Surreal is a good descriptor for Memo Maldonado’s ’07 Road King. Not in the sense of him putting some weird Dali-esque paintjob with melting clocks on it or some shit; the illusion is more deceptive than that. It’s a lot like one of those dreams that seems perfectly sensible until something totally out of character slaps you upside the head.
Memo sets you up by letting you think this is just a great looking customized Road King. The 20-inch Carlini ape hangers catch your attention first, then Danny D’s blue tribal flames draw you in a little further to check out the details.
You walk up. Each step brings you more and more detail. Your eyes catch some of the obvious ones. He’s upped the style ante with Performance Machine’s wheels and brakes. They’re not too extreme size-wise though. Apparently, he likes smooth handling over big rims. Memo hasn’t changed the frame, the motor isn’t some drag racer’s dream mill. Maybe you can tell the air cleaner is a stage one upgrade, maybe not. The Cary Faas Racing pipes are pretty obvious and let you know Memo means business, even if he doesn’t have a high-displacement aftermarket power monger in his bike.
When you’re a few feet out, the small details start to flood your perception. Although he didn’t route the cables through the bars, they are braided steel, and they look great. Their flashy shine is right at home with all the rest of the chrome and polish. PM hand controls adorn either end of the Carlini apes. Pro One mirrors top both of his mitt holds. They’re matched down low by shiny Pro One footboards. The Adjure Tri Bar up front is a nice touch, but not off the reservation as far as Road King mods go.
Take a couple of steps astern toward the bags and rear fender and you pick up the small stuff. The Danny Gray solo seat is certainly more streamlined than the stock touring throne but again, solo seats are a sensible change to many custom tailored motorcycles. Finally, you rest your eyes on the Küryakyn LED lighting. It’s a really nice change from the butt clutter that sometimes passes for stock illumination. Maybe you kneel down for a closer look…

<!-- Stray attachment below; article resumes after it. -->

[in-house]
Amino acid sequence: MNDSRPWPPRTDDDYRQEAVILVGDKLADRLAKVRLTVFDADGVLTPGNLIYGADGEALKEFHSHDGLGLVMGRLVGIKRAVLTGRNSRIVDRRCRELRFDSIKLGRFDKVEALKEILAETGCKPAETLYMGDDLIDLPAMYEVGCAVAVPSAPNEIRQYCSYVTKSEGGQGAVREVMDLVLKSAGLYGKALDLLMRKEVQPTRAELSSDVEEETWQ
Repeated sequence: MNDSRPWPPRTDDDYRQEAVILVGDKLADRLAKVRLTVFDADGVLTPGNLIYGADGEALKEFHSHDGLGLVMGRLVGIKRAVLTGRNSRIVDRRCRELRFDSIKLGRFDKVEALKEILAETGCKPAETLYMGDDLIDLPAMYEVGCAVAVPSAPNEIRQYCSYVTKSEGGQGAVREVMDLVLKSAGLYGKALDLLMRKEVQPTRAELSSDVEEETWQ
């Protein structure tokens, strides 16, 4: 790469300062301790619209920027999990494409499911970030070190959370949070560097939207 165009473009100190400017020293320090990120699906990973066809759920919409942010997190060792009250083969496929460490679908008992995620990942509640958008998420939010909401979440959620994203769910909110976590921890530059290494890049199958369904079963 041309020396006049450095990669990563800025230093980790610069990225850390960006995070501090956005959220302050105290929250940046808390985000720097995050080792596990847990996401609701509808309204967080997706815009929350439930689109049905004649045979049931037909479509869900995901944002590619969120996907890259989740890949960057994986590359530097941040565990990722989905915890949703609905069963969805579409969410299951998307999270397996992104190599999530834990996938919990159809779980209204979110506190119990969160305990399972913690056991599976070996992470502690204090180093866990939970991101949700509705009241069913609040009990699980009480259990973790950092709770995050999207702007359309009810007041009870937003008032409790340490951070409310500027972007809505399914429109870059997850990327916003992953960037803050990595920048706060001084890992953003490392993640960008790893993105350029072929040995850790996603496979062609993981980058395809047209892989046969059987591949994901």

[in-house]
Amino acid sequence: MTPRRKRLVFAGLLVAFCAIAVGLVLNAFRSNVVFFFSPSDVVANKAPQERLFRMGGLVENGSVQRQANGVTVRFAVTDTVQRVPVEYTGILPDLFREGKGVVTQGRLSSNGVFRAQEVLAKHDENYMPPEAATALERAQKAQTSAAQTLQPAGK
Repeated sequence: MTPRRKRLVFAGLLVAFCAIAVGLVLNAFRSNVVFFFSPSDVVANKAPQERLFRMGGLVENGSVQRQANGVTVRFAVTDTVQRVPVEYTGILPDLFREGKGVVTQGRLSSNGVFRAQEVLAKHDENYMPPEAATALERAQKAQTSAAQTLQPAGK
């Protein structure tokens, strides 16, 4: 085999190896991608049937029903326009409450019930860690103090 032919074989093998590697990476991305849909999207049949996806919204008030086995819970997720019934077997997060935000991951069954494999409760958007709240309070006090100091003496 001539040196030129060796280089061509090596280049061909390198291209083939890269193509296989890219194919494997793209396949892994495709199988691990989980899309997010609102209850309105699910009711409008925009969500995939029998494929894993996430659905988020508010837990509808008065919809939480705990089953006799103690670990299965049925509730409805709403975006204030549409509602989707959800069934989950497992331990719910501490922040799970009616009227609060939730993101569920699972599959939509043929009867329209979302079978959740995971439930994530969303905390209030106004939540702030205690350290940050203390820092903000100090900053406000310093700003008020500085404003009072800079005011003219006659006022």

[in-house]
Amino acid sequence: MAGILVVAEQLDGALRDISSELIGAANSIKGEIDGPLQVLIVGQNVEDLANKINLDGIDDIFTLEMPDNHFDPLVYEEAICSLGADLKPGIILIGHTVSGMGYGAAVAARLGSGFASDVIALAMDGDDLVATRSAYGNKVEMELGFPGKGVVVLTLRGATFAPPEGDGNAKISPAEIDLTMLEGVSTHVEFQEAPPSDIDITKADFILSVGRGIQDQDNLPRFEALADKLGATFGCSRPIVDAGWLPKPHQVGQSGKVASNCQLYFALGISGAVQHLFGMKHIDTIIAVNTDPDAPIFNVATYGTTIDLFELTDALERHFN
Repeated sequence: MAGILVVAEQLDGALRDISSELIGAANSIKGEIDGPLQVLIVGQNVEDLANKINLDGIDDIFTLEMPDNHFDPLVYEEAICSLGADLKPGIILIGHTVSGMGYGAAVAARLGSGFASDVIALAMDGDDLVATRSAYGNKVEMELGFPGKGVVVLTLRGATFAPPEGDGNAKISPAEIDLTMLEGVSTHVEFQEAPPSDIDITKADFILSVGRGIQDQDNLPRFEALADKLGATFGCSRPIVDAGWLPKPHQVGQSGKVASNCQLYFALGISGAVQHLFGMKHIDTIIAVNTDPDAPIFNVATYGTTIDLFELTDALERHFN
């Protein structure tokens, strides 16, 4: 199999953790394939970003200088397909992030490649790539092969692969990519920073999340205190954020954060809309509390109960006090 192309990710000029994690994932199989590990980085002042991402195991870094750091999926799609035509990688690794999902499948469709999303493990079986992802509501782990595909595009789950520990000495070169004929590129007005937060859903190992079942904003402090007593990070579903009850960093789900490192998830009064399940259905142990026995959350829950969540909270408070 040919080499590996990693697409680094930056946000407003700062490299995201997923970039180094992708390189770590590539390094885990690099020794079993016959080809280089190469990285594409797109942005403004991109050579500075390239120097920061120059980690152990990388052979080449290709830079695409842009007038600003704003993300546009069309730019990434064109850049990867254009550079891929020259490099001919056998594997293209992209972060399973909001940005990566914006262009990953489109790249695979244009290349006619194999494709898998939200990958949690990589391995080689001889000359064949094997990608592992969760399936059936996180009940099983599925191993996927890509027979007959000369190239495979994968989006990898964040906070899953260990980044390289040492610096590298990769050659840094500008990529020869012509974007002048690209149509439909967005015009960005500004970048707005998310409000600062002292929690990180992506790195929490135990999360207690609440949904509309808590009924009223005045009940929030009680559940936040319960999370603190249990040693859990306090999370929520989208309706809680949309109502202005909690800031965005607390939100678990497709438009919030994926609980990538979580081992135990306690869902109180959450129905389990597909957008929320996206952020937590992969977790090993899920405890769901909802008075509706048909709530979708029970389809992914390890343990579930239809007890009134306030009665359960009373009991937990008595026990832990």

…And that’s when the shockwave explodes. All of a sudden music blares out at you. What you most likely didn’t see was Memo’s badass sound system. It’s completely contained in the saddlebags—it doesn’t even have a dash for the iPod. If you need a change of pants, chances are it’s because Memo just hit the sound system’s remote control.
He’d be hard pressed to carry groceries on this Road King. Inside the saddlebags you’ll find a Kenwood amp, four Kenwood speakers (two 6x9-inch, two 5 1/4-inch), and a custom iPod under the control of said remote. “My buddy has a shop and he did it for me,” Memo says. “I told him what I wanted—nothing to be seen. I want people to look at it and go ‘Where’s the music? Where’s the speakers at?’ And they do. The cutouts face toward the rim.” Needless to say, the elaborate stealth job was the most challenging change made to this motorcycle. There isn’t even a switch on the bars to warn you before Memo hits the music.
Which, of course, is what I was talking about earlier. From the first look, Memo’s King looks like a great customized Road King—no more, no less. The more you look at it, the more that bears out until he breaks the rules with his remote controller. That’s when the dream shatters and gives you a nice, loud wake up call—in crisp, distortion-free stereo. B